Too long.

In Studio 60, Matt Albee says this:

“I didn’t say anything because I was scared and I’ve been scared for 5 weeks and that’s too long for a grown man.”

***

I understand.

I understand why Moses said no to a burning bush and the visible glory of God. And maybe it wasn’t because he didn’t trust God. And maybe it wasn’t because he didn’t believe God could do what He said He was going to do.

Maybe it was too much, too terrifying – to go back.

When Moses fled Egypt, I imagine – as horrible as it was – to leave behind all of your friends and family and position of influence and power – maybe the wilderness felt a little like freedom.  The weight of the pressure lifted, the release from all the systems, and the striving and the rules and the approval.

I can imagine him carving out his new life in the wasteland, telling himself he had nothing left to lose.  He was free.  But it turns out – sometimes the years in the wilderness make the fear of Egypt grow. You are cast aside, and surely the lesson you’re supposed to learn is that you don’t need to belong to survive, but when those sweet soft faces find you in the wilderness, and you build a family here, maybe you sometimes accidentally learn to fear anything that might threaten that belonging.

I’m not Moses.

No one is asking me to part the sea. No one is asking me to go to Pharoh and be the one to turn the tide of slavery and fear.

I wish they were.

If I’m honest, I think maybe that’s what I’ve been waiting for.  God – give me some mission and send me back in there with a supernatural staff and your power and then they’ll see. 

See what Fabs?

I can feel her inside of me – the little girl trying to prove herself, the broken sinner trying to find validation, the kid trying to belong, the rejected trying to regain power.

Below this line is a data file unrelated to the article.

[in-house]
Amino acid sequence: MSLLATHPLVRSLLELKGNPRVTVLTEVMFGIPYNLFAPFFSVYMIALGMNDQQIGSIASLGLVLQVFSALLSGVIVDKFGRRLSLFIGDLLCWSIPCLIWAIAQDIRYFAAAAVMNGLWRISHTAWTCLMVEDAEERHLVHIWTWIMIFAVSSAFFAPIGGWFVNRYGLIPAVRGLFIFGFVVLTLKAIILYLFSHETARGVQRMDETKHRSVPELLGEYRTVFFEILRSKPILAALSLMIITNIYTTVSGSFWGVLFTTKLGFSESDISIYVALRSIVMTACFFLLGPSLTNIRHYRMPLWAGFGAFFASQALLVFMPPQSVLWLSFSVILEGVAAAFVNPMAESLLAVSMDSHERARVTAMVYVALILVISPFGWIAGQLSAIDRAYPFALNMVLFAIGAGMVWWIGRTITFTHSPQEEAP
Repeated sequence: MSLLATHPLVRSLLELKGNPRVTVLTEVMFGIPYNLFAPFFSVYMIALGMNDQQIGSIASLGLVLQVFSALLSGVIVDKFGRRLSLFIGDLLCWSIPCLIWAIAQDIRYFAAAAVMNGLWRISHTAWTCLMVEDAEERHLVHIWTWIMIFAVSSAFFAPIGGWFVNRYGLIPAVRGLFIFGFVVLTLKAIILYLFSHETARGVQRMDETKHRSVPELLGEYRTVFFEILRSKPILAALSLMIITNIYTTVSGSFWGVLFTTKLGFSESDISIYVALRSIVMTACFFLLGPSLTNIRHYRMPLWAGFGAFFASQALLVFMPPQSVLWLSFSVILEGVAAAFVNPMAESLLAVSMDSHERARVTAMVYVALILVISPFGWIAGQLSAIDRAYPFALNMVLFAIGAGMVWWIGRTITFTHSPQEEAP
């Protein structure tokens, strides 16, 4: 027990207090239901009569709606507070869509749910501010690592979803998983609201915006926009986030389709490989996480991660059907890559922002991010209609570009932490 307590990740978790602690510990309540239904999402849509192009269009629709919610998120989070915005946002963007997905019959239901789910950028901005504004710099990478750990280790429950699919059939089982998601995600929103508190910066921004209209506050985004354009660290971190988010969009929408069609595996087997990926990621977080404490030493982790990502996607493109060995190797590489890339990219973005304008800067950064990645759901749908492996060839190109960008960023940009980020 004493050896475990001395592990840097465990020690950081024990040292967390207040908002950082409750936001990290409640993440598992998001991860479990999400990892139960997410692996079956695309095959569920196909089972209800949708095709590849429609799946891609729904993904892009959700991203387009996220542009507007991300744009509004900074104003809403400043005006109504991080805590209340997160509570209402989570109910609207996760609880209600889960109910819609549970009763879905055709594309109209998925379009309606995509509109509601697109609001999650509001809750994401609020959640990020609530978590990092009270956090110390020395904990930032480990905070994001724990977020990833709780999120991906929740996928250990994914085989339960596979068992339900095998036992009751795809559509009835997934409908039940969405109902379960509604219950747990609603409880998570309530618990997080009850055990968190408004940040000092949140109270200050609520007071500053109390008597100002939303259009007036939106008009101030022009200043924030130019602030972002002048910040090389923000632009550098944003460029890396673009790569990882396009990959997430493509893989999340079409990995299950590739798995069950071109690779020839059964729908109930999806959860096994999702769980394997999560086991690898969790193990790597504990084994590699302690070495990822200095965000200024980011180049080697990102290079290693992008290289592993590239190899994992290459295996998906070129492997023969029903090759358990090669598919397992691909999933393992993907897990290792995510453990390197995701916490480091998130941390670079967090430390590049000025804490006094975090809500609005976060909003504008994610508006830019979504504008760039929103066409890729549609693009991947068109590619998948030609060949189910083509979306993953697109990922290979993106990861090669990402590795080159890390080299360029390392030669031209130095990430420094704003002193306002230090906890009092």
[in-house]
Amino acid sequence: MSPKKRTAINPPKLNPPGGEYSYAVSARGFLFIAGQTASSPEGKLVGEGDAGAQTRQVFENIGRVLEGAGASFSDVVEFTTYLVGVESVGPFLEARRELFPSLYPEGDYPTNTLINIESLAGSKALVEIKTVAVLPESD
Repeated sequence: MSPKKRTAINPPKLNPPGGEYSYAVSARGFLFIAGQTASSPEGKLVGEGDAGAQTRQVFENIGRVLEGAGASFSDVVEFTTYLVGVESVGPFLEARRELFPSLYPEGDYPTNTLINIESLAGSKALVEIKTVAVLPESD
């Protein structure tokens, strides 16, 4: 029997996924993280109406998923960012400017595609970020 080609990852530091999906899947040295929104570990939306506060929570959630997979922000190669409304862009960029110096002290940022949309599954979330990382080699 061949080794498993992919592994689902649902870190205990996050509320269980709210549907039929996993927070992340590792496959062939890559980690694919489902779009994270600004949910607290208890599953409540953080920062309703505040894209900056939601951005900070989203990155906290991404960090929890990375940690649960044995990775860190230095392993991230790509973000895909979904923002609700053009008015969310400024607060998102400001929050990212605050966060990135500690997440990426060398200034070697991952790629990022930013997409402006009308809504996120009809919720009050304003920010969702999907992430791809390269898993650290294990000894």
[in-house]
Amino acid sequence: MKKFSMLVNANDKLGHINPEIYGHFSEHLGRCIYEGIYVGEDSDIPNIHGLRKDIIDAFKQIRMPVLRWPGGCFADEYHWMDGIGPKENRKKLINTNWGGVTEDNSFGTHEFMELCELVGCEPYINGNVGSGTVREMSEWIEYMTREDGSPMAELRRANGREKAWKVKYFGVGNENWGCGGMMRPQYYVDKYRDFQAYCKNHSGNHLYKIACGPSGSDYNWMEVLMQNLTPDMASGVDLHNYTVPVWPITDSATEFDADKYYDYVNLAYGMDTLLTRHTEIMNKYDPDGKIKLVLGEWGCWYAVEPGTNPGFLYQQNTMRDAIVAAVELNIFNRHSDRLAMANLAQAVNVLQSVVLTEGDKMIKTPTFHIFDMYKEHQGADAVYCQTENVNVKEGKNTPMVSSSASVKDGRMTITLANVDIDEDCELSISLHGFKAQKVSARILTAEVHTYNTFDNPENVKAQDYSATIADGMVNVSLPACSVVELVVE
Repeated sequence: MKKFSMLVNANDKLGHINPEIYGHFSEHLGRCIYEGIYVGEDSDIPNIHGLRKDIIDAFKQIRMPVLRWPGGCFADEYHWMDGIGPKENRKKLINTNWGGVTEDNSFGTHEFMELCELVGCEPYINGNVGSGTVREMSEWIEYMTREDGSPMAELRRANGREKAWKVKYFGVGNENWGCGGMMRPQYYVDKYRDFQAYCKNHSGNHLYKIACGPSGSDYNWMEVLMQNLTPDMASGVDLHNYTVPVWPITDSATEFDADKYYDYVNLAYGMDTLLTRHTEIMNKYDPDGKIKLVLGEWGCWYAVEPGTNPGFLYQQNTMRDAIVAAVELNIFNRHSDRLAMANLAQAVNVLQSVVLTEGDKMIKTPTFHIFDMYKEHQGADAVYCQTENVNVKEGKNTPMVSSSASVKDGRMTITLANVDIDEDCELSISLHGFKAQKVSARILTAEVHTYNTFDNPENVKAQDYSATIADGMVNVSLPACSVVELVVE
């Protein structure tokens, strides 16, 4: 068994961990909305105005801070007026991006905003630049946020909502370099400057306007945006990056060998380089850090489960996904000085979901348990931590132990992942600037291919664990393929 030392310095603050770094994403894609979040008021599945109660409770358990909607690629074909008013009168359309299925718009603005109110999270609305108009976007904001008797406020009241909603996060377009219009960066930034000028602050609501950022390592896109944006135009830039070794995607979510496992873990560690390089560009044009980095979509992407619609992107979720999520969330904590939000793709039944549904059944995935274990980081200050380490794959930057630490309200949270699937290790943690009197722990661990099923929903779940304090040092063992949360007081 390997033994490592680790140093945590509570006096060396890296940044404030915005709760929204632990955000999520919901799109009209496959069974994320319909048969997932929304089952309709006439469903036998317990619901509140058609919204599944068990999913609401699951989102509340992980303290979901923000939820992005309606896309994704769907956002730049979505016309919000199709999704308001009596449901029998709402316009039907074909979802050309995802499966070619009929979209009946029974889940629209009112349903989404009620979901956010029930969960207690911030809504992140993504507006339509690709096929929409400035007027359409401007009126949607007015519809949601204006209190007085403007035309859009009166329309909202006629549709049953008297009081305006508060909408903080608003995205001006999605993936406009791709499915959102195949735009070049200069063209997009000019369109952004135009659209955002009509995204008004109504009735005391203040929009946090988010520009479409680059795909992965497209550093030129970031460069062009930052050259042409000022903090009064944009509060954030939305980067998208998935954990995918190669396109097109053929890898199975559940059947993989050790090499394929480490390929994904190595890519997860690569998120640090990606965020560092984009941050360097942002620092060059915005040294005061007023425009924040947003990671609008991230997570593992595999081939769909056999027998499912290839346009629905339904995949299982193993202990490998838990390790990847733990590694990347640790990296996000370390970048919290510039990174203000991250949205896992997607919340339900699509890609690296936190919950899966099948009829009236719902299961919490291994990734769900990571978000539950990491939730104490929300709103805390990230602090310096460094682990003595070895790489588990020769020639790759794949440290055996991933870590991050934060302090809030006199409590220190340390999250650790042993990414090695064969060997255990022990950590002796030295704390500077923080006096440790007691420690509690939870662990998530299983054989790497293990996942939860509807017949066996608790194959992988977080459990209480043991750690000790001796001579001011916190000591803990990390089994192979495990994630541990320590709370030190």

But whatever’s next, it isn’t that.

There’s no burning bush.  No parting seas.  Just a still small voice in this quiet corner of the wilderness saying: it’s time now.  To stop being afraid. 

***

I didn’t say anything because I was scared. And I’ve been scared for five years now. And that’s too long for a child of God. 

***

Didn’t say what? What is it that I haven’t said cause I’m scared?

A million things.

I’m sad Rachel Held Evans died, and I love Beth Moore, and I think there are really broken cultures in the church, especially around women, and I cannot believe any of those statements are in any way controversial, and I am no longer sure about things I used to feel sure about, and sometimes people quote me to me and feel a shudder of nausea, and glorious truths are being used to teach lies about God, and – I’m sorry.  For the role, I’ve played in systems and cultures that crushed, even as they intended to heal.

I was afraid. I am afraid to say anything.  Afraid about how it might be perceived.  Afraid of what it might mean for my future.

And that makes sense.

Because I am not naive and I know how this works.  Loving people is the same as declaring public allegiance to every view they’ve ever held, and joining their ‘team’ whatever that means, and whatever side you pick, you better show unwavering loyalty. Everyone is waiting for you to show your cards and reveal who you align with as if there is some great war beside the cosmic one being fought in the invisible spaces between us.

And where is the space for those of us who don’t agree with all the things but don’t disagree with all the things?  Where are the spaces for the wrestling?

And where do we – who have changed, but aren’t different – where do we belong?

And what do we do next?

Do I take down all the old blog posts with views I no longer share and start a new site?  Do I point at all the things I once said, or once did, all the people I aligned with once and say none of it was real?  Nothing was true?

Exodus talks of Moses running in fear, but Hebrews sings his song as if he fled in faith.  And maybe this isn’t an epic rewriting of his failure but instead, evidence for the complexity of being a human.  Maybe we’re all a little more of a mixed bag than we might like.

Maybe it’s less choosing wilderness or Egypt and more living like an exile in both places?  I see brave AF Beth Moore chatting with Jen Hatmaker, and tweeting wild words and I think maybe this is just a little simpler than we’ve made it out to be – those of us scrambling for belonging.

Maybe we need to be less concerned with how they’re spinning our story in Exodus or Hebrews, less afraid of what they think of us in Egypt or the wilderness, and just – be you.

I don’t know.

But I know I’m setting a new category on this blog called #rebuilding.  And I’m going to find this little space on the internet to reclaim my wrestling spirit without fear of how its perceived or what potential book deals it might one day cost me.

And that’s what courage and calling looks like today.  For me.

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